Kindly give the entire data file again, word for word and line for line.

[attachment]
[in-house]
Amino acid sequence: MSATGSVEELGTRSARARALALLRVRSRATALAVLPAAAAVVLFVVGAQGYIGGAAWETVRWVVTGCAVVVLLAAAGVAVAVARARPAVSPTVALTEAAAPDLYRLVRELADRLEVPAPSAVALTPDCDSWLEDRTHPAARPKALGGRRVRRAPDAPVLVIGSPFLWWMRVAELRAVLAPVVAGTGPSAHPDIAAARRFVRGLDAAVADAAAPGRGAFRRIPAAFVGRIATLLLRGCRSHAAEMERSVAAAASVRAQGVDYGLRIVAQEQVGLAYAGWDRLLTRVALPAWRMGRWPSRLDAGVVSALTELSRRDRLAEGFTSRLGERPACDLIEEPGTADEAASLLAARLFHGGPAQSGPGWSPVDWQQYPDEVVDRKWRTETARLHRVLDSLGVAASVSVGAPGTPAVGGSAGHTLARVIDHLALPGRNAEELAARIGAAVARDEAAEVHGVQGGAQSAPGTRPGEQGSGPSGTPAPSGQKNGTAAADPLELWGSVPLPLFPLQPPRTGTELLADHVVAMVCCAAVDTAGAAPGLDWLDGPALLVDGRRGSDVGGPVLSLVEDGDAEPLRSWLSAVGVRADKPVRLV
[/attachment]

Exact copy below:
[in-house]
Amino acid sequence: MSATGSVEELGTRSARARALALLRVRSRATALAVLPAAAAVVLFVVGAQGYIGGAAWETVRWVVTGCAVVVLLAAAGVAVAVARARPAVSPTVALTEAAAPDLYRLVRELADRLEVPAPSAVALTPDCDSWLEDRTHPAARPKALGGRRVRRAPDAPVLVIGSPFLWWMRVAELRAVLAPVVAGTGPSAHPDIAAARRFVRGLDAAVADAAAPGRGAFRRIPAAFVGRIATLLLRGCRSHAAEMERSVAAAASVRAQGVDYGLRIVAQEQVGLAYAGWDRLLTRVALPAWRMGRWPSRLDAGVVSALTELSRRDRLAEGFTSRLGERPACDLIEEPGTADEAASLLAARLFHGGPAQSGPGWSPVDWQQYPDEVVDRKWRTETARLHRVLDSLGVAASVSVGAPGTPAVGGSAGHTLARVIDHLALPGRNAEELAARIGAAVARDEAAEVHGVQGGAQSAPGTRPGEQGSGPSGTPAPSGQKNGTAAADPLELWGSVPLPLFPLQPPRTGTELLADHVVAMVCCAAVDTAGAAPGLDWLDGPALLVDGRRGSDVGGPVLSLVEDGDAEPLRSWLSAVGVRADKPVRLV